• At around 9:04 p.m. officers responded to a 911 call from a female saying her ex-boyfriend was ramming her vehicle with his vehicle in a parking lot on the 5800 block of Jarvis Ave. As officers arrived, the man, later identified by police as Ramon St Ange, 20, of Newark, fled in his vehicle with officers in pursuit. During the chase, St Ange appeared to intentionally strike three other vehicles causing damage. No injuries were reported.


In an attempt to disable St Ange’s vehicle an officer tried to deploy spike strips in the roadway. St Ange then turned and drove the vehicle at the officer and struck him. The officer was later treated for injuries at a hospital and released. The pursuit ended when an assisting agency used a pursuit intervention technique to disable St Ange’s vehicle. De Ange initially fled, but was apprehended by a police K9 officer. During the arrest, De Ange continued to fight with officers and attempted to take an officer’s holstered firearm. As a precaution, De Ange was placed in a lower leg restraint. He was later treated for minor injuries at a hospital, then arrested and booked at Santa Rita Jail.


On July 6 the Alameda County District Attorney’s Office filed numerous felony charges against St Ange. Newark Police Department detectives are investigating the incident. Anyone with information is asked to call Investigations Unit Sergeant Yama Homayoun at (510) 578.4920 or send an email to Yama.Homayoun@newark.org. Information can also be left on the anonymous tip hotline at (510) (510) 578.4965.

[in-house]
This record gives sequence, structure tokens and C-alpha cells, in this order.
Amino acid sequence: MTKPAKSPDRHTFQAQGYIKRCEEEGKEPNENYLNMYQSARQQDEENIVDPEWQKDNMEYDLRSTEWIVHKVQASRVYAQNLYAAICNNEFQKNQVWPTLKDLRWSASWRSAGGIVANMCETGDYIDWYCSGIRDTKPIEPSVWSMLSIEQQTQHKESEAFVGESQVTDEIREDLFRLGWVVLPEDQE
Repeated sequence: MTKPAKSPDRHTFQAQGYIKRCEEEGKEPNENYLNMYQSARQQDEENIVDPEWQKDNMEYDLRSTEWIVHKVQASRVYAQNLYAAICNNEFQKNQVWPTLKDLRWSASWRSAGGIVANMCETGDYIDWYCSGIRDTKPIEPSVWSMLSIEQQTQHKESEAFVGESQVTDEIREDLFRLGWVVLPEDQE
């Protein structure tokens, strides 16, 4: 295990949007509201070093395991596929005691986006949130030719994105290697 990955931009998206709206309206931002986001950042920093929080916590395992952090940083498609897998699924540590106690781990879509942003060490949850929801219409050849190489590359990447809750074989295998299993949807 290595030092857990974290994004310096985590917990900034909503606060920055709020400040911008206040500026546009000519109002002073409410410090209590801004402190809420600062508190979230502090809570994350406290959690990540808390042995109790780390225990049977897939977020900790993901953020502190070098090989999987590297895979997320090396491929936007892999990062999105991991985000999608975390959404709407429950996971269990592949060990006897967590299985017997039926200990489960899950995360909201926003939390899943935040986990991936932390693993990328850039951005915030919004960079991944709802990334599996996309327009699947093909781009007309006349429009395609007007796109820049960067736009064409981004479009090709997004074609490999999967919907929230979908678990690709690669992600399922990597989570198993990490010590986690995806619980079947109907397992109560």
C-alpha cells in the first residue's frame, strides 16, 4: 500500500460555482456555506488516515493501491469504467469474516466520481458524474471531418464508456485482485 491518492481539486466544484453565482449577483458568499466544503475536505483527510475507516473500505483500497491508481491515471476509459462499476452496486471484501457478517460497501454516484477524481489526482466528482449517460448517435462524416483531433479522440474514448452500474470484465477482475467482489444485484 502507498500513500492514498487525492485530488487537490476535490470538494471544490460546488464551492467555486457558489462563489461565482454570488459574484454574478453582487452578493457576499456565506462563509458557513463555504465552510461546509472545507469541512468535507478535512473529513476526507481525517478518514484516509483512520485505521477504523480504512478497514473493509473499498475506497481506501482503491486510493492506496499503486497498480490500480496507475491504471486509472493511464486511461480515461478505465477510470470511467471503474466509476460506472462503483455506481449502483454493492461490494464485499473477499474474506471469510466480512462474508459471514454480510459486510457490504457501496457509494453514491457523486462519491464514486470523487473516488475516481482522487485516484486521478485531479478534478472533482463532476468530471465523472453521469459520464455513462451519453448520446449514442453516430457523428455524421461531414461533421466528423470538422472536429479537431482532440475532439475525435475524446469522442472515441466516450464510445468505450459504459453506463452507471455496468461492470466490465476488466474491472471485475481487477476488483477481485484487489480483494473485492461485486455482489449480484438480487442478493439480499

Trooper crawls into drainage pipe to rescue missing dog

Associated Press


CONKLIN, N.Y. (AP), June 28 — A missing golden retriever named Lilah, discovered deep inside a culvert pipe in upstate New York, could not be lured out by her owner with peanut butter dog treats or cheese. In the end, State Trooper Jimmy Rasaphone decided to crawl about 15 feet into the pipe under a rural road to rescue Lilah, despite the extremely tight fit.


“He crouched down and literally disappeared into the hole with a lead that had a choker on it,” said Lilah's owner, Rudy Fuehrer, who called 911 for help on June 26. “He was able somehow to manipulate his arms and get the choker around the dog's head.” The trooper and retriever both emerged soaking wet, but safe.


The 13-year-old dog had been missing since June 24. Fuehrer was walking his two other dogs — both Lilah's offspring — a few hundred feet down the road from his house on June 26 when he heard a plaintive yelp. “I said, ‘Oh my God, that's Lilah!’” he recalled on June 28.